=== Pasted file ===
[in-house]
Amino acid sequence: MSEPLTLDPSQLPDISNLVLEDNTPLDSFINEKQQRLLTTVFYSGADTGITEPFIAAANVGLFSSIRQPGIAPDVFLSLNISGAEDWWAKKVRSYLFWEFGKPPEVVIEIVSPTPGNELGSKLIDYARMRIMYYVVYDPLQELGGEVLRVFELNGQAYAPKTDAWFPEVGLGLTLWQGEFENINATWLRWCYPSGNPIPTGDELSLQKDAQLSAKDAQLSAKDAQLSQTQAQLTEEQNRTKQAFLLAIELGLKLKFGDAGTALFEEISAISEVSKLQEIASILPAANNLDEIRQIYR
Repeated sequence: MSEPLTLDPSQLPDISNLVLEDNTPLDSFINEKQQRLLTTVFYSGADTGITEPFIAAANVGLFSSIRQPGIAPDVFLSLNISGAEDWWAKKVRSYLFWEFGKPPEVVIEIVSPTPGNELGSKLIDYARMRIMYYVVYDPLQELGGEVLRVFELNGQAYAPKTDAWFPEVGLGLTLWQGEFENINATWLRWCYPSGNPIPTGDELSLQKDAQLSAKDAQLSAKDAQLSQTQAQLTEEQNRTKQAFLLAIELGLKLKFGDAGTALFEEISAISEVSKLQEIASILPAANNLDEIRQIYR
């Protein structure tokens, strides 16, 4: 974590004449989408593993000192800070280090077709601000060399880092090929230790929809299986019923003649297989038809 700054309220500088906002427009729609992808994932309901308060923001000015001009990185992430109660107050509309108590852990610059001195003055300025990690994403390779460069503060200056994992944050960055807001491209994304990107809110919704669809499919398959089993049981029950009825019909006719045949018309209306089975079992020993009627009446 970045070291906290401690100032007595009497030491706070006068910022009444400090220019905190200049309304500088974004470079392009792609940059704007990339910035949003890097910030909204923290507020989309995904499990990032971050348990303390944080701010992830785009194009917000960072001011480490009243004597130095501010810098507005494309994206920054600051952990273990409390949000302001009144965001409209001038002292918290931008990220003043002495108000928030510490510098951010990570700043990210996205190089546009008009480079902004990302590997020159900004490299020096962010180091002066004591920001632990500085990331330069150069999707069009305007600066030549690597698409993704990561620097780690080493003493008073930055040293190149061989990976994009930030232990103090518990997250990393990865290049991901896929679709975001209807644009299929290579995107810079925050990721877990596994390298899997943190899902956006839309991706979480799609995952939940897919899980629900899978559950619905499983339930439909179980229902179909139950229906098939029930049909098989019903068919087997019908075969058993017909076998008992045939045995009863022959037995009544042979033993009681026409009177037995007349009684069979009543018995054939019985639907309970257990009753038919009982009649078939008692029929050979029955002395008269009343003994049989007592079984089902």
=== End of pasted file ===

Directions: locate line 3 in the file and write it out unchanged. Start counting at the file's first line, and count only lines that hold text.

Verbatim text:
Repeated sequence: MSEPLTLDPSQLPDISNLVLEDNTPLDSFINEKQQRLLTTVFYSGADTGITEPFIAAANVGLFSSIRQPGIAPDVFLSLNISGAEDWWAKKVRSYLFWEFGKPPEVVIEIVSPTPGNELGSKLIDYARMRIMYYVVYDPLQELGGEVLRVFELNGQAYAPKTDAWFPEVGLGLTLWQGEFENINATWLRWCYPSGNPIPTGDELSLQKDAQLSAKDAQLSAKDAQLSQTQAQLTEEQNRTKQAFLLAIELGLKLKFGDAGTALFEEISAISEVSKLQEIASILPAANNLDEIRQIYR